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I'm very new to CUDA, and trying to write a test program. I'm running the application on GeForce GT 520 card, and get VERY poor performance.

The application is used to process some image, with each row being handled by a separate thread. Below is a simplified version of the application. Please note that in the real application, all constants are actually variables, provided be the caller.

When running the code below, it takes more than 20 seconds to complete the execution.

But as opposed to using malloc/free, when l_SrcIntegral is defined as a local array (as it appears in the commented line), it takes less than 1 second to complete the execution.

Since the actual size of the array is dynamic (and not 1700), this local array can't be used in the real application.

Any advice how to improve the performance of this rather simple code would be appreciated.

#include "cuda_runtime.h"
#include <stdio.h>

#define d_MaxParallelRows 320
#define d_MinTreatedRow   5
#define d_MaxTreatedRow   915
#define d_RowsResolution  1
#define k_ThreadsPerBlock 64

__global__ void myKernel(int Xi_FirstTreatedRow)
  int l_ThreadIndex = blockDim.x * blockIdx.x + threadIdx.x;
  if (l_ThreadIndex >= d_MaxParallelRows)
  int l_Row = Xi_FirstTreatedRow + (l_ThreadIndex * d_RowsResolution);
  if (l_Row <= d_MaxTreatedRow) {

    //float l_SrcIntegral[1700];
    float* l_SrcIntegral = (float*)malloc(1700 * sizeof(float));

    for (int x=185; x<1407; x++) {
      for (int i=0; i<1700; i++)
        l_SrcIntegral[i] = i;


int main()
  cudaError_t cudaStatus;

  cudaStatus = cudaSetDevice(0);

  int l_ThreadsPerBlock = k_ThreadsPerBlock;
  int l_BlocksPerGrid = (d_MaxParallelRows + l_ThreadsPerBlock - 1) / l_ThreadsPerBlock;

  int l_FirstRow = d_MinTreatedRow;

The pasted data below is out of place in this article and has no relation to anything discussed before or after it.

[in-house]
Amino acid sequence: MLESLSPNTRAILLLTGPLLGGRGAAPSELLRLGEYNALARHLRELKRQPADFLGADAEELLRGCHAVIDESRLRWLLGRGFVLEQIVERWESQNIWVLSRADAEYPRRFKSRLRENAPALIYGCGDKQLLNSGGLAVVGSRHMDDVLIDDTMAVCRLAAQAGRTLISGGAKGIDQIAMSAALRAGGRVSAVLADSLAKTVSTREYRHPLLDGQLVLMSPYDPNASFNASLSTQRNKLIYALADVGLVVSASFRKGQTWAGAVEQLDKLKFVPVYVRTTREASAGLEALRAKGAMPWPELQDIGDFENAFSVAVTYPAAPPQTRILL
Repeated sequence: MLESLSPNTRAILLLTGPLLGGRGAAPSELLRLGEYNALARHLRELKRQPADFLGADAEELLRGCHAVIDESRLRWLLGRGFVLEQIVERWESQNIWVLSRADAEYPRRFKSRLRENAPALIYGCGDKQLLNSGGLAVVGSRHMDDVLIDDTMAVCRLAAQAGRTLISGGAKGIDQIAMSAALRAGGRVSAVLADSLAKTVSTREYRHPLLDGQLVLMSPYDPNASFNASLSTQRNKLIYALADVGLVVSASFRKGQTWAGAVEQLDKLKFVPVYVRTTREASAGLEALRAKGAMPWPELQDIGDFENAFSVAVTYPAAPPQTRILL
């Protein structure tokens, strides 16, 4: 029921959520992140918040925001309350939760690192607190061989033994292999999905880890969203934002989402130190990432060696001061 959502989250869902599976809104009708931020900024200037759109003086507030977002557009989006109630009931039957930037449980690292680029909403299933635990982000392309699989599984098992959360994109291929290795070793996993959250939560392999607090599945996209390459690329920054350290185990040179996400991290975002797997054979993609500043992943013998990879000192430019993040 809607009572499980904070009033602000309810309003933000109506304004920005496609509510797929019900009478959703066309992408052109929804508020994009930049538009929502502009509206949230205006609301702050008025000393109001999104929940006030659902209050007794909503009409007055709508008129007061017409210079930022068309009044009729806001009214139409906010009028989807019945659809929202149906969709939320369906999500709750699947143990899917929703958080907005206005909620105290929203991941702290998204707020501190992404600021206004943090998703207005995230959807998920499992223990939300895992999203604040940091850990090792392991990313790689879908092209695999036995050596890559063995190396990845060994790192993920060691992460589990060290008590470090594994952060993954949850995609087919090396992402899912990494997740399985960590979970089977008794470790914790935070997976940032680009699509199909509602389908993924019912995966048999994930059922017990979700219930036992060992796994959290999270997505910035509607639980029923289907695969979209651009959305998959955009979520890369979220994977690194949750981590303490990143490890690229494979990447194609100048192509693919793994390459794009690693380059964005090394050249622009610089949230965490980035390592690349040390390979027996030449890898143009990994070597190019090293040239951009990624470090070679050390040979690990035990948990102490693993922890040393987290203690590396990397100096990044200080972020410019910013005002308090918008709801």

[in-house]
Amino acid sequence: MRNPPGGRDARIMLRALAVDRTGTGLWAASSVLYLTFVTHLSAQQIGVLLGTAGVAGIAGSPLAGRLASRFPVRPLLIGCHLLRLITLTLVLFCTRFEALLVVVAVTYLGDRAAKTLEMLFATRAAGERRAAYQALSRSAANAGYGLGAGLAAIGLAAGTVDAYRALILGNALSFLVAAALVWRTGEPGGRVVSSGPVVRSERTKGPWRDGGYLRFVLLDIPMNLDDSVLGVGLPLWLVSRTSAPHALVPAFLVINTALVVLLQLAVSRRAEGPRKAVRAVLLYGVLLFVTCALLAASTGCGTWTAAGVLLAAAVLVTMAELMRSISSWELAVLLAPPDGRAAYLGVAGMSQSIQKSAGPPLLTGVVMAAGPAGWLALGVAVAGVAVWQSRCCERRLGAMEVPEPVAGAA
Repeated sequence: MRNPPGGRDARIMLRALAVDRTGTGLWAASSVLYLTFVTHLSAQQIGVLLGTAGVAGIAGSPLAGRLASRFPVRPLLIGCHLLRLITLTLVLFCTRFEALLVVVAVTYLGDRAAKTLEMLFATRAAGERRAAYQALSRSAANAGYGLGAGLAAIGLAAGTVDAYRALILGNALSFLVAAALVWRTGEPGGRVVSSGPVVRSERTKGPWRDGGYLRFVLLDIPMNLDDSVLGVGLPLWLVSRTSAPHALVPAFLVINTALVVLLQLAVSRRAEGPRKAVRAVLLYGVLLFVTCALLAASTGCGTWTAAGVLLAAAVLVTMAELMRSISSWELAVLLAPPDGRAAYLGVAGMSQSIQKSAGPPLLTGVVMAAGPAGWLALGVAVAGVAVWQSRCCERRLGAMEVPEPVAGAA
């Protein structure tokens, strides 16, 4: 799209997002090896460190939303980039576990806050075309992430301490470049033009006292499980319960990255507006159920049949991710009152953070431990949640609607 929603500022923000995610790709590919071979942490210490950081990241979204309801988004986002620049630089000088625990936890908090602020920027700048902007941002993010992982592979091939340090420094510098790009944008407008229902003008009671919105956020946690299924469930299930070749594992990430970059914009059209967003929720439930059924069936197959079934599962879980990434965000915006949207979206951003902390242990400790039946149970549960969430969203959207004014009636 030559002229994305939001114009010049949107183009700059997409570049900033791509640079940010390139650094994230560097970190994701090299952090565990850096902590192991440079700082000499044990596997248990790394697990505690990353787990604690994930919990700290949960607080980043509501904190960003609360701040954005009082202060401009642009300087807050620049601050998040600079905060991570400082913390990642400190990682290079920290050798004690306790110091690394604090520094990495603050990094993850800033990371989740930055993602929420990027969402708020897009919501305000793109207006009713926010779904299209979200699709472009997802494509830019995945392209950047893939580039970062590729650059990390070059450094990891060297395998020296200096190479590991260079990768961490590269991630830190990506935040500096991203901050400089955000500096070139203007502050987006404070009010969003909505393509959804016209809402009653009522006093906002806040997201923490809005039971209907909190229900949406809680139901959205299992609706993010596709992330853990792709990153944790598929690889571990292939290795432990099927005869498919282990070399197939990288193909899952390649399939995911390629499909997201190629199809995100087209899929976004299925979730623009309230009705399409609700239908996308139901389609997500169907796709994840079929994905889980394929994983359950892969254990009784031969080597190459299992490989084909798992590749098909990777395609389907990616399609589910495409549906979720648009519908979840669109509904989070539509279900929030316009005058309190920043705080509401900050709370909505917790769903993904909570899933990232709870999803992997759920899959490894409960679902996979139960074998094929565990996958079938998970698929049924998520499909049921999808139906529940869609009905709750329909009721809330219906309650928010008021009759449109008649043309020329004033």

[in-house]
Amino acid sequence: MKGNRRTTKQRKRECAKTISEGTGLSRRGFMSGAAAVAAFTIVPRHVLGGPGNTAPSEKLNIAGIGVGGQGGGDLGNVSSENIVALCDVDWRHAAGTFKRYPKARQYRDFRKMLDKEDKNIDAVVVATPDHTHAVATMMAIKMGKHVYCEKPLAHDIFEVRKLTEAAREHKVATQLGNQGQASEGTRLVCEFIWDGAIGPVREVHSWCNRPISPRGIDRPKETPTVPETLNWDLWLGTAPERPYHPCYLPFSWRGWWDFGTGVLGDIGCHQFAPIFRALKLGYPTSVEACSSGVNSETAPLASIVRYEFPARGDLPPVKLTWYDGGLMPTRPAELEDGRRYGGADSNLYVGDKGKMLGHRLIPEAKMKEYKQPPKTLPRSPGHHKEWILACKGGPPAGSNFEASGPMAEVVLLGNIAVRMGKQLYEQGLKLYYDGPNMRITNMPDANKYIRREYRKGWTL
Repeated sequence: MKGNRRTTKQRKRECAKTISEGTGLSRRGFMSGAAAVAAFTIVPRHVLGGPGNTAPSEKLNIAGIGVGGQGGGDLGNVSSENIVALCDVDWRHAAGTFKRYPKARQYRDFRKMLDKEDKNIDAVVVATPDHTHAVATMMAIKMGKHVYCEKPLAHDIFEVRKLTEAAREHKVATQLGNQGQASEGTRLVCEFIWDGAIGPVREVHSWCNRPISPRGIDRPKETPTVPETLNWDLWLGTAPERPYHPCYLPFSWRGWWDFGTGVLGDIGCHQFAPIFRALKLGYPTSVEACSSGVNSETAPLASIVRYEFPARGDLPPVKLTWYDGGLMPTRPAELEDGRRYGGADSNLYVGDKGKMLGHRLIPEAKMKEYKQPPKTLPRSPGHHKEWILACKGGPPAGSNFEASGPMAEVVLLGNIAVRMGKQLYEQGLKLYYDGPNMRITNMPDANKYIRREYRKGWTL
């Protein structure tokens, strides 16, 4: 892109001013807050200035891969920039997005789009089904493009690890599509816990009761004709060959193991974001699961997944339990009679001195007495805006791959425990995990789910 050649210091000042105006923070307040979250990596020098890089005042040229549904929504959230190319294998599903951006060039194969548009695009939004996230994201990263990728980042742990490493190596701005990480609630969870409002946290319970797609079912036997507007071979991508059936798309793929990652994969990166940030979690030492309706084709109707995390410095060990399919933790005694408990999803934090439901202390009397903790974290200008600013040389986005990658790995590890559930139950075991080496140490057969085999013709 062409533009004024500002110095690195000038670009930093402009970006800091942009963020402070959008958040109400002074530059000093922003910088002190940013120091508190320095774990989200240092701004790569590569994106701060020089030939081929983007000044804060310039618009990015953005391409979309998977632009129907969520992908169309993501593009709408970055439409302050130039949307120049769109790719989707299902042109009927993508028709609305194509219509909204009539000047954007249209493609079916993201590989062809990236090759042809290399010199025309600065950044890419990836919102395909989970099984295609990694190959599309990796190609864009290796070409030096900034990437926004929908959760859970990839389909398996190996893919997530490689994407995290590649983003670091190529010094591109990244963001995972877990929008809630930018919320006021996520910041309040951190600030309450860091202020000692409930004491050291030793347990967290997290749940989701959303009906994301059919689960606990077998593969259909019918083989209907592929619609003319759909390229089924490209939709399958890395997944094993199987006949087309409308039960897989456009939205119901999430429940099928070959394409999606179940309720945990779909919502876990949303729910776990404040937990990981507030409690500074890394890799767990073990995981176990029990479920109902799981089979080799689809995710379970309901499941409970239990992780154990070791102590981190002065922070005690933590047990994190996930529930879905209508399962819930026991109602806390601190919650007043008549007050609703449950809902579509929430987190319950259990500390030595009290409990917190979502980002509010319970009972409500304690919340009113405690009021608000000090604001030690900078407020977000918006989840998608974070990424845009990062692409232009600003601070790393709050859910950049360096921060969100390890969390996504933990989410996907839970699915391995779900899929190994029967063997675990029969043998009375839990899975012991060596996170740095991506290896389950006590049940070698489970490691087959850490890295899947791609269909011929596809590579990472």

while (l_FirstRow <= d_MaxTreatedRow) {
    printf("CUDA: FirstRow=%d\n", l_FirstRow);

    myKernel<<<l_BlocksPerGrid, l_ThreadsPerBlock>>>(l_FirstRow);


    l_FirstRow += (d_MaxParallelRows * d_RowsResolution);

  printf("CUDA: Done\n");

  return 0;
share|improve this question
When you define l_SrcIntegral as a local memory array, compiler optimisation will eliminate the whole kernel and you will wind up running an empty stub. The CUDA compiler(s) are very aggressive at removing dead code that doesn't contribute to a global memory write. So I wouldn't read much into the difference in performance between the two cases. – talonmies May 3 '12 at 15:14
@talonmies, what you say is that I need to enhance my sample, such that the memory writes won't be optimized away? I'll try doing that. Thanks. – MarkM May 3 '12 at 15:23
@talonmies, foget about the local memory array. Any tips of how making the code above run much faster than the 20+ seconds it runs now? – MarkM May 3 '12 at 15:26
What do you actually want to compute? – Jared Hoberock May 8 '12 at 2:13


As @aland said, you will maybe even encounter worse performance calculating just one row in each kernel call.

You have to think about processing the whole input, just to theoretically use the power of the massive parallel processing.